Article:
Compensation for the Wrongly Convicted: The Power of PC Section 4900 in California
Two men, Dupree Glass and Juan Rayford, served an agonizing 17 years in prison before being declared innocent of attempted murder charges. Under the guiding hands of renowned attorneys Annee Della Donna and Eric Dubin, the state of California now owes these two innocent souls approximately $900,000 each, a reparation for their undeserved time behind bars.
Glass and Rayford: A Journey to Justice
At the young ages of 17 and 18 respectively, Glass and Rayford faced convictions for attempted murder. These verdicts hinged predominantly on the accounts of two witnesses, both of whom later withdrew their testimonies. Steadfast in their claims of innocence, the turning point arrived when the actual perpetrator came forward, leading to their eventual release. Their legal victory was not only a testament to their innocence but also paved the way for others to seek redress under a groundbreaking California law. This legislation ensures compensation for acquitted defendants and offers them a chance to present evidence substantiating their claims of innocence.
Understanding PC Section 4900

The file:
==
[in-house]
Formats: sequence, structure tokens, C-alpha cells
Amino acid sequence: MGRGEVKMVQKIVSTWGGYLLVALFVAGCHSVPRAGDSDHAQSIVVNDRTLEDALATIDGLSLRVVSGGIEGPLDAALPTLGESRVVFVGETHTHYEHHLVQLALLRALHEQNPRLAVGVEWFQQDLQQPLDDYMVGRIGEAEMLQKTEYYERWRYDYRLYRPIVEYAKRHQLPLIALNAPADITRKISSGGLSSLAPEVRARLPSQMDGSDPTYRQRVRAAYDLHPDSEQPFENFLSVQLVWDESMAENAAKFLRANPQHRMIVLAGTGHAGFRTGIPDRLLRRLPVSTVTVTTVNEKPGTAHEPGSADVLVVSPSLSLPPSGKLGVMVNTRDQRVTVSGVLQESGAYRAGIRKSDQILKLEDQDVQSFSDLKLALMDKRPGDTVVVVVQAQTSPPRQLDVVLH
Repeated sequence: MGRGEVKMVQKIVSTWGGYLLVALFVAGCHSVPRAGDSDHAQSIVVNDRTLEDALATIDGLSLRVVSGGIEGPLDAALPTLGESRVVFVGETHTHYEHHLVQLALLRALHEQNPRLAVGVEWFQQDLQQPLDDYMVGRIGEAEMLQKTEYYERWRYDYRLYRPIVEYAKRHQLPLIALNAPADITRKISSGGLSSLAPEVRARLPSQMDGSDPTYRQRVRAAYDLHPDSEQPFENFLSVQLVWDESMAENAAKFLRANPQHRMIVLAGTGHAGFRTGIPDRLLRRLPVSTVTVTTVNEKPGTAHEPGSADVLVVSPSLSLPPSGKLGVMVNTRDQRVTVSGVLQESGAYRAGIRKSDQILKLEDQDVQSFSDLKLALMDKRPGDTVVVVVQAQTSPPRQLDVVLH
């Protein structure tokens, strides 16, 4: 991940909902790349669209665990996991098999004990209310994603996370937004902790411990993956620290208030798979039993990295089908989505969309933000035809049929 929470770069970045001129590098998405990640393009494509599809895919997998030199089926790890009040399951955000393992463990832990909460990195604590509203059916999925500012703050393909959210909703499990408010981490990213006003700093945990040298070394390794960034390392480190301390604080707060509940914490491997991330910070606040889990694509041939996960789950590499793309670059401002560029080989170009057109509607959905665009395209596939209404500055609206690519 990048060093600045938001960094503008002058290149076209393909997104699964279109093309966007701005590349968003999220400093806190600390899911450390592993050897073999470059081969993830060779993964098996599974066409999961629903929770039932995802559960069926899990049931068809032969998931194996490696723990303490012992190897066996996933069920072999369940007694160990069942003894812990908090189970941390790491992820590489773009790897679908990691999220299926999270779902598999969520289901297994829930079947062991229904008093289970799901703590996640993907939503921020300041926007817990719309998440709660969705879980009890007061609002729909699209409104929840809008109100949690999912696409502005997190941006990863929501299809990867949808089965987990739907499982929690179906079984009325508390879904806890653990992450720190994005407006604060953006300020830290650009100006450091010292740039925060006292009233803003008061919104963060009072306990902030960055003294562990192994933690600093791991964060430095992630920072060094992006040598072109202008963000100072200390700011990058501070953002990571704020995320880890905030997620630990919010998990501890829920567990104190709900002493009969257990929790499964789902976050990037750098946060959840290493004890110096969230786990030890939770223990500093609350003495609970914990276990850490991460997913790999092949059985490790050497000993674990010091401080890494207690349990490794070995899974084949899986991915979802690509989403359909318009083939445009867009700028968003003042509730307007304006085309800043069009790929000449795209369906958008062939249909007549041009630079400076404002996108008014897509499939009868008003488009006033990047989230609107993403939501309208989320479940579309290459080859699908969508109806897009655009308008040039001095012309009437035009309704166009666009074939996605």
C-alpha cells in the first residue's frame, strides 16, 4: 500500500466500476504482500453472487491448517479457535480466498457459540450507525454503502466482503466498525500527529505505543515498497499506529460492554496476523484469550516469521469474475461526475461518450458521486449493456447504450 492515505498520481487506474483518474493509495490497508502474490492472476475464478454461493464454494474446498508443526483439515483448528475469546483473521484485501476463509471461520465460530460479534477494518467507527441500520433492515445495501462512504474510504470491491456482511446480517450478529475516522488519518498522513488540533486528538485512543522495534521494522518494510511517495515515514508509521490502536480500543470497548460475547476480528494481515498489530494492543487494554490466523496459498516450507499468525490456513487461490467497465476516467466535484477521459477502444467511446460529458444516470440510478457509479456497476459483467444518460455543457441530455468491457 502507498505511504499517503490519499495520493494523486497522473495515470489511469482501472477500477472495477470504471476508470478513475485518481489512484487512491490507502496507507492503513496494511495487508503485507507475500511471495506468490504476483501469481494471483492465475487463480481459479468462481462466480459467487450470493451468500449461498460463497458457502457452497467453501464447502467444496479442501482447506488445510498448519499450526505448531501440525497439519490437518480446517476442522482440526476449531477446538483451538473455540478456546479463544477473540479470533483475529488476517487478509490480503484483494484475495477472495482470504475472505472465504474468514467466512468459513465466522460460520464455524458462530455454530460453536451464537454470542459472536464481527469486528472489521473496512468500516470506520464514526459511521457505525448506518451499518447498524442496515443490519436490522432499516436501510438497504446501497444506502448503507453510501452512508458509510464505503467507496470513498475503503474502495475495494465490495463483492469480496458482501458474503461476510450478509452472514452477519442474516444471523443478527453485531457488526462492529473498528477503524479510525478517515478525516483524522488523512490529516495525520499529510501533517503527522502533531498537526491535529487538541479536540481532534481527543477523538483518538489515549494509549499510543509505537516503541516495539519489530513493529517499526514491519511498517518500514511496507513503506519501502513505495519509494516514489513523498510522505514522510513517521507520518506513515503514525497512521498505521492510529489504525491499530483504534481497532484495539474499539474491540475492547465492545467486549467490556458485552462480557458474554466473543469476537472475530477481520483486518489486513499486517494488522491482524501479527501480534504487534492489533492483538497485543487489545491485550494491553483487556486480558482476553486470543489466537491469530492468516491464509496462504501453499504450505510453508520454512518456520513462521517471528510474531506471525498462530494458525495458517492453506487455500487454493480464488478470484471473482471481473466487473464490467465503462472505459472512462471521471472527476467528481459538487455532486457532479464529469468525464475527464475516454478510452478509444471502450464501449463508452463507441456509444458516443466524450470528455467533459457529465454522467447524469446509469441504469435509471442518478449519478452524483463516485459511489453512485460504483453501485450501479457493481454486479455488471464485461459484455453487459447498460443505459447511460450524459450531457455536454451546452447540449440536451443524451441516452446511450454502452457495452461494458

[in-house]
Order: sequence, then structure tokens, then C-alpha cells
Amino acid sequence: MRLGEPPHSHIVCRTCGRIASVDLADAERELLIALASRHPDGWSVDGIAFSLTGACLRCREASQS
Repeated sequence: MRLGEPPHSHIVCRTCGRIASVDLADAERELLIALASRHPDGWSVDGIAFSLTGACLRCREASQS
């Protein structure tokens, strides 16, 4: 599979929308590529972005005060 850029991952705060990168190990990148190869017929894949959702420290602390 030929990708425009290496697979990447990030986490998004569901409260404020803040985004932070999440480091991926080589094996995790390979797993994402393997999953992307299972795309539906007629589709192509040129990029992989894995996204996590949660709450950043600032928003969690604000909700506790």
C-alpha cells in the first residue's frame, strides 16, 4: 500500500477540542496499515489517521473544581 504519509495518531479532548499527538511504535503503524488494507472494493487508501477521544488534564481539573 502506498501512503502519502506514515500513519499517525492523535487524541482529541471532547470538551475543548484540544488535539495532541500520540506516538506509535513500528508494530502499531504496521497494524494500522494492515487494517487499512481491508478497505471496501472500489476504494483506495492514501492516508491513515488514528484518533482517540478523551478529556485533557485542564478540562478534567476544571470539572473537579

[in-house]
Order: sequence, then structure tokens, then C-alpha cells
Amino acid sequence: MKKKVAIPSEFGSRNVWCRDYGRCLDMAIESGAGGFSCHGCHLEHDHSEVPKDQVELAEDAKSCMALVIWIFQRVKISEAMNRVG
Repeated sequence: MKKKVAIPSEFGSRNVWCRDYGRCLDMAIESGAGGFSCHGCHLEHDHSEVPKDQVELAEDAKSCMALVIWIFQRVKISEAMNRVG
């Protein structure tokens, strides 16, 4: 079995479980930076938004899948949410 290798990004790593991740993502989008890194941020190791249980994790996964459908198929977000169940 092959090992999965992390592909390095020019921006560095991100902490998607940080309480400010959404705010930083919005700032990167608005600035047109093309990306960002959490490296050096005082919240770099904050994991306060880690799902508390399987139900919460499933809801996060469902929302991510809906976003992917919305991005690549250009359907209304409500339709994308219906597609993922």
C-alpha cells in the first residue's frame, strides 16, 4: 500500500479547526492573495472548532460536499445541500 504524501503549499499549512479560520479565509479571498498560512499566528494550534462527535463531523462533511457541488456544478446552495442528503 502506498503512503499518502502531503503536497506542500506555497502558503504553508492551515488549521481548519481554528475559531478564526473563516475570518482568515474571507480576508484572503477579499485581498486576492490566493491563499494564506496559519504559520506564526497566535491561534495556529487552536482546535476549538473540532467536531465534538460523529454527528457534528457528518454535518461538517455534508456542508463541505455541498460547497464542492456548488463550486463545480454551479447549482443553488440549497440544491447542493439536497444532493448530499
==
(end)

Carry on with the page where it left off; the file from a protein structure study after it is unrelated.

The California Penal Code Section 4900 stands as a beacon of hope for those unjustly convicted. It mandates a compensation of $140 for each day a wrongly imprisoned individual spends in custody.
- The individual must have a felony conviction under California law that resulted in a prison sentence.
- They must not be serving time for that particular offense anymore.
- A filled Erroneous Conviction Claim Form, accompanied by supporting documents, should be submitted within a decade post-release, acquittal, charge dismissal, or a granted pardon, whichever comes later.
- The claim should be bolstered by a factual statement proving the claimant’s innocence.
Typically, the burden is on the claimant to demonstrate their innocence and the harm they suffered due to their wrongful conviction. If their innocence is affirmed, a compensation recommendation should be forwarded within 30 days. Nevertheless, if the claimant confessed to the crime with the intent of shielding another individual from prosecution, compensation is denied.